Three months past the public notice that a sordid chapter of sexual harassment pervaded Grand Canyon National Park’s Inner Gorge, the National Park Service has largely been silent on exactly how it will address the issue.
We don't often take sides, but when we do, you can find our position here.
If all goes well, you'll be able to pick up high-speed Internet in all national parks by 2018. Finding a water-filling station? Well, probably not.
When a single F-35 fighter for the Air Force -- just one -- costs in the neighborhood of $100 million, and when the helmet for the pilot of that fighter costs $400,000, is it too much to ask for better funding for America's greatest idea?
In taking three years to craft their blueprint for how public lands should be managed across a large portion of Utah, U.S. Reps. Rob Bishop and Jason Chaffetz have produced a smoke-and-mirrors view of conservation, one that uses the right language but disguises their true goals in obfuscation and fine print.
There are, in just about every nook and cranny of the National Park System, wonders to behold. From glacier-veiled mountains and sizzling mudpots to underground lakes and rare artifacts of the nation's founding history, the park system is an invaluable trove of U.S. history and prehistory set against majestic, soaring landscapes. These incalculable treasures are what most come to mind when the centennial of the National Park Service is broached.
Word that a Texas-based company owned by concert promoter Live Nation is trying to gain greater access to national parks as venues should raise eyebrows across the country.
U.S. Rep. Rob Bishop got it wrong when he titled his revision of the federal Land and Water Conservation Fund the ‘‘Protecting America’s Recreation and Conservation Act," which he notes could be called the "PARC Act" for short. Judging from its provisions -- fortunately still in draft -- it would be more accurate to title it "Drilling The Continental Shelf And Ignoring The Federal Domain Act."
Fewer than 12 months separate the National Park Service's 99th birthday and its 100th. What happens over the course of the next year will go a far way to determining if it will be a happy birthday or not.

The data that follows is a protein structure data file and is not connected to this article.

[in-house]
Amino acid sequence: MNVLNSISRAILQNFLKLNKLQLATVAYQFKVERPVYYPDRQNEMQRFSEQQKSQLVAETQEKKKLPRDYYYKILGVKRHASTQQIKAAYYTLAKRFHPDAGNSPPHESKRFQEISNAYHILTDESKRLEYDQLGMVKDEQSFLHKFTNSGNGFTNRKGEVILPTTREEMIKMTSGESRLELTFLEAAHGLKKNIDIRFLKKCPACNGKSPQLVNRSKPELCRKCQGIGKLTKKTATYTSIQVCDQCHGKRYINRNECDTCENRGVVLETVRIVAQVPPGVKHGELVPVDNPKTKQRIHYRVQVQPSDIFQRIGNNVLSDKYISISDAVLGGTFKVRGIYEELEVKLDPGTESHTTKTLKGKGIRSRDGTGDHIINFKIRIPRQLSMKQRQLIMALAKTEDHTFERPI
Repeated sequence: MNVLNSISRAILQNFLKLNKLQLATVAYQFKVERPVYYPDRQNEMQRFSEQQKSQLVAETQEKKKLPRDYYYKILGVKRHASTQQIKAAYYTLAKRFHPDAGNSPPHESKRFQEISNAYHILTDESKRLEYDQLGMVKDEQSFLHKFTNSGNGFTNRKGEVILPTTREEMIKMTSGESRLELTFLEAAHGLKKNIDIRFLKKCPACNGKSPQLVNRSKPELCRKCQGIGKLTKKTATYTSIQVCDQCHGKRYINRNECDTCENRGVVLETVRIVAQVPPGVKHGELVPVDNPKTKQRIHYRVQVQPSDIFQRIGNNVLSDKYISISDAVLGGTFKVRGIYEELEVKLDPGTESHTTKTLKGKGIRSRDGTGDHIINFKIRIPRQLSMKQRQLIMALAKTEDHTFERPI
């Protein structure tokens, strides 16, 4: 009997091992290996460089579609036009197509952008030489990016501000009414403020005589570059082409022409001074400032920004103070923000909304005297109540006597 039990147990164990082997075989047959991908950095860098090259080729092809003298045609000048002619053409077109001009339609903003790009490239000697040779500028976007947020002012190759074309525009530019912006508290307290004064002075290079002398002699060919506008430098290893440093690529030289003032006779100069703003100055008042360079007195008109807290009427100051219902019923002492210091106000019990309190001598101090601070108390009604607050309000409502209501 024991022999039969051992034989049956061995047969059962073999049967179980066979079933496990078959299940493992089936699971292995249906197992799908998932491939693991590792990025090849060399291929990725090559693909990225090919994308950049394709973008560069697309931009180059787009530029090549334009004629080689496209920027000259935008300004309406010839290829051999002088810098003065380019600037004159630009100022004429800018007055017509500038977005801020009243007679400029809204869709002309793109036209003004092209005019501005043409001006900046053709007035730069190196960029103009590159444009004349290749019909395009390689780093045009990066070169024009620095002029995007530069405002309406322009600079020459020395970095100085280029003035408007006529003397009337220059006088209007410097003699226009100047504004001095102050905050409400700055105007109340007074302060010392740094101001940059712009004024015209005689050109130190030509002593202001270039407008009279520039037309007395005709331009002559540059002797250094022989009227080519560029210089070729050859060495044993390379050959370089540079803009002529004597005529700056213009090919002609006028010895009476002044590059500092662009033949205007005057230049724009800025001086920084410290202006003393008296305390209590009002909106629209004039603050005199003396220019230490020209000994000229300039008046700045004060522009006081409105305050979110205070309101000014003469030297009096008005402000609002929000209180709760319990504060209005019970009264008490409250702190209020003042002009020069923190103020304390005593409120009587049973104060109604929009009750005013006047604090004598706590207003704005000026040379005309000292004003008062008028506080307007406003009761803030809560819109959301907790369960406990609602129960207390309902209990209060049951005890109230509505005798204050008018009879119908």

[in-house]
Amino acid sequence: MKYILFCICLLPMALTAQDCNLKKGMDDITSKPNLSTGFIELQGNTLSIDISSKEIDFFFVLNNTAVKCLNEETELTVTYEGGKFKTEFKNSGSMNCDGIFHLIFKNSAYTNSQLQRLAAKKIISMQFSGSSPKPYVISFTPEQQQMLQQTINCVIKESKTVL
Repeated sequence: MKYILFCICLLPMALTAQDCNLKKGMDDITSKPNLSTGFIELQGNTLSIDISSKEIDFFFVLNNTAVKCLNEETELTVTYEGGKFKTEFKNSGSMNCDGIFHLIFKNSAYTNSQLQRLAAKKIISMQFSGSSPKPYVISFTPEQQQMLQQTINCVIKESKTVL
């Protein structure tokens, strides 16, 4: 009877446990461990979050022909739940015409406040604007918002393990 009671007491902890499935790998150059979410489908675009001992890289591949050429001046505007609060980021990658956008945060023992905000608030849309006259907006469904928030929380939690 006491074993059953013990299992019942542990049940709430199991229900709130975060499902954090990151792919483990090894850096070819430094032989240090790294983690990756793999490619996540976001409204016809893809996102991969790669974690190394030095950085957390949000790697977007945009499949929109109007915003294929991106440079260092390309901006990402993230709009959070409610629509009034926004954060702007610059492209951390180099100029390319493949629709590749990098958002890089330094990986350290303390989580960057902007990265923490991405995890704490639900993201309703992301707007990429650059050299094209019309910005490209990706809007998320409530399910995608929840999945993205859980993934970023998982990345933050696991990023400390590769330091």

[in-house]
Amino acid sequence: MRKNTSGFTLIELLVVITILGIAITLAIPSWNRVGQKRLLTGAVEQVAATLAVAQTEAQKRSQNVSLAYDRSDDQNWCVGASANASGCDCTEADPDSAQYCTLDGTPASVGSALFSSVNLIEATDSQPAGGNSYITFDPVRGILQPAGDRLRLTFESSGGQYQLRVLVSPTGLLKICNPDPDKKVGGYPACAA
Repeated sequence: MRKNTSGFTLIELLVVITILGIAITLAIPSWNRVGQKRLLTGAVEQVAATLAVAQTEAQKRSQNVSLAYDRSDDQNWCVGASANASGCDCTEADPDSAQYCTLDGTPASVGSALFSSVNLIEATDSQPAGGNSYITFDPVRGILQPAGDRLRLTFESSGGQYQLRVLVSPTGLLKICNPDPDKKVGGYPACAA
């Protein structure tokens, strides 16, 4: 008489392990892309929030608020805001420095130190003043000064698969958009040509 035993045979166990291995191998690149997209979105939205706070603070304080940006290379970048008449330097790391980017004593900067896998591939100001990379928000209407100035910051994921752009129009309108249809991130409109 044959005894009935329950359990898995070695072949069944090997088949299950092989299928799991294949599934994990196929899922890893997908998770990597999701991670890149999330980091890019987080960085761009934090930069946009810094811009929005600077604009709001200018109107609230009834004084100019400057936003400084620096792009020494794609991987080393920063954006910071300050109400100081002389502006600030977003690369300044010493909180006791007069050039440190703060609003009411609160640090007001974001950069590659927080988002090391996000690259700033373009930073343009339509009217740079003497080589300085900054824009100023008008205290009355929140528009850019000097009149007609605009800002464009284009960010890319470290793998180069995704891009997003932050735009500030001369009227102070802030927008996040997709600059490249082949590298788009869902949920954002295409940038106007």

There has been lots of discussion and debate on the Traveler in recent months over the size of the National Park System as well as the propriety of some of the units in that system. Most recently, a reader took issue with a piece looking at Fort Vancouver National Historic Site that questioned what the goal of the historic site really was.
Fewer than 100 miles separate Big Cypress National Preserve in Florida from Biscayne National Park, yet when it comes to views on preservation the two parks are light-years apart.bicy-donahue_wilderness_survey.pdf
Is that number, $2.5 million, accurate, Budweiser, or is there a zero missing? I mean, you get to be a proud partner of the world's most incredible national park system for two years, get to have your corporate logo on the same page as the National Park Service arrowhead, and all it costs you is $2.5 million?
On a day set aside to celebrate the Earth and the environmental movement, the Interior Department and National Park Service gave us dollars and cents.
There are at least 75 million reasons why the U.S. Senate should either fully fund the national park projects contained within the defense authorization bill, or strip them out.
Confusion, misspoken words, and fear mongering swept the public lands landscape this past week following word that the U.S. Forest Service was planning to squash your right to snap a photo in the woods if you didn't pony up $1,500 for a picture-taking permit. The uproar stemmed from a poorly worded Federal Register notice, and was fanned by media worried about their First Amendment rights and very possibly by federal government critics.
Traveler's View: National Park Service Logos Lack Creativity, Fail To Celebrate "America's Best Idea"
National parks, it's held up, are "America's best idea," but logos chosen for the National Park Service to celebrate its centennial and to use in other venues fail to reflect that belief. Indeed, they ignore the rich heritage and beauty of the National Park System in a curious attempt to "engage and connect with new audiences."
At Yellowstone and Grand Teton national parks, the National Park Service should welcome a discussion into a form of backcountry travel that, if properly managed, need not alter the decades-long experience of visiting these two magnificent parks, but rather enhance it for a small number of wilderness travelers.
Did you hear the news? National parks, those wondrous and scenic expanses of Nature's eye candy, those wild and rumpled landscapes that test your skills and will kill you if you're not careful and prepared, or maybe just in the wrong place at the wrong time, are boring. They've been transformed -- or, perhaps, kept since their creation -- as "drive-through museums."
Bryce Canyon National Park officials, rather than forcing private equestrians to pay a guide to lead them on trail rides, should see the marketing and PR value in having rangers saddle up to lead rides much as they lead hikes, for free.
U.S. Rep. Jason Smith is misguided in thinking tourism would be helped by transforming Ozark National Scenic Riverways into a Missouri state park.
At National Parks Traveler, we don't profess to have all the answers to issues and controversies swirling about the National Park System. But there were a handful of times in 2013 when we felt it necessary to raise concerns about what was transpiring in the parks.